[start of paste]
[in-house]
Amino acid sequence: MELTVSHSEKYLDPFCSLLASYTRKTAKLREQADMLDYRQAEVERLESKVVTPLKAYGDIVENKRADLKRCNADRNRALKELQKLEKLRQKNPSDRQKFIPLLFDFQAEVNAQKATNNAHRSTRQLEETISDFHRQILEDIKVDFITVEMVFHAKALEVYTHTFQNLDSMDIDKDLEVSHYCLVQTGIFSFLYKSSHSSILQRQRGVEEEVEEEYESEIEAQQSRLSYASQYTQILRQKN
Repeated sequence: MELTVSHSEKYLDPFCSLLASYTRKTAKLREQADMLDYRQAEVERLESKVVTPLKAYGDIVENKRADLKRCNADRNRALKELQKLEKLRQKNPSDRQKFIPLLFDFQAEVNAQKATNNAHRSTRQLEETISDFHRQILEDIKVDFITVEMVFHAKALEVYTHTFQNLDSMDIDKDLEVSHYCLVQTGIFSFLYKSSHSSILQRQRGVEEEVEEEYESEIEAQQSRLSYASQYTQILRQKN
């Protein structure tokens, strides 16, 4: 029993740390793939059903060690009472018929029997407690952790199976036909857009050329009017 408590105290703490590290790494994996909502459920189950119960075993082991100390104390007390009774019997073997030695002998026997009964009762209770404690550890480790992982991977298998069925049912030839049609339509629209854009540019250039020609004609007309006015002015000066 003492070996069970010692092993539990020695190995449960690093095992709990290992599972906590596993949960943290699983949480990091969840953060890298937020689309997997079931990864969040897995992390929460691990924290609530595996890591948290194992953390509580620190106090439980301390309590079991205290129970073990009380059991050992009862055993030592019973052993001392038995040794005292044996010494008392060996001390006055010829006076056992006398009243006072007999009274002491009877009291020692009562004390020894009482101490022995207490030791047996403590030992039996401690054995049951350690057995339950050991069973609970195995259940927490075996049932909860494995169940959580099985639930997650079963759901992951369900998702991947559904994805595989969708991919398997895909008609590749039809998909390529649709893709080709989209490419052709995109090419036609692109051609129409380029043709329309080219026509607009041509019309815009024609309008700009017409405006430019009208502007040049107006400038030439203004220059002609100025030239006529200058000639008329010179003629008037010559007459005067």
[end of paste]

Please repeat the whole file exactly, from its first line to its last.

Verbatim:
[in-house]
Amino acid sequence: MELTVSHSEKYLDPFCSLLASYTRKTAKLREQADMLDYRQAEVERLESKVVTPLKAYGDIVENKRADLKRCNADRNRALKELQKLEKLRQKNPSDRQKFIPLLFDFQAEVNAQKATNNAHRSTRQLEETISDFHRQILEDIKVDFITVEMVFHAKALEVYTHTFQNLDSMDIDKDLEVSHYCLVQTGIFSFLYKSSHSSILQRQRGVEEEVEEEYESEIEAQQSRLSYASQYTQILRQKN
Repeated sequence: MELTVSHSEKYLDPFCSLLASYTRKTAKLREQADMLDYRQAEVERLESKVVTPLKAYGDIVENKRADLKRCNADRNRALKELQKLEKLRQKNPSDRQKFIPLLFDFQAEVNAQKATNNAHRSTRQLEETISDFHRQILEDIKVDFITVEMVFHAKALEVYTHTFQNLDSMDIDKDLEVSHYCLVQTGIFSFLYKSSHSSILQRQRGVEEEVEEEYESEIEAQQSRLSYASQYTQILRQKN
């Protein structure tokens, strides 16, 4: 029993740390793939059903060690009472018929029997407690952790199976036909857009050329009017 408590105290703490590290790494994996909502459920189950119960075993082991100390104390007390009774019997073997030695002998026997009964009762209770404690550890480790992982991977298998069925049912030839049609339509629209854009540019250039020609004609007309006015002015000066 003492070996069970010692092993539990020695190995449960690093095992709990290992599972906590596993949960943290699983949480990091969840953060890298937020689309997997079931990864969040897995992390929460691990924290609530595996890591948290194992953390509580620190106090439980301390309590079991205290129970073990009380059991050992009862055993030592019973052993001392038995040794005292044996010494008392060996001390006055010829006076056992006398009243006072007999009274002491009877009291020692009562004390020894009482101490022995207490030791047996403590030992039996401690054995049951350690057995339950050991069973609970195995259940927490075996049932909860494995169940959580099985639930997650079963759901992951369900998702991947559904994805595989969708991919398997895909008609590749039809998909390529649709893709080709989209490419052709995109090419036609692109051609129409380029043709329309080219026509607009041509019309815009024609309008700009017409405006430019009208502007040049107006400038030439203004220059002609100025030239006529200058000639008329010179003629008037010559007459005067």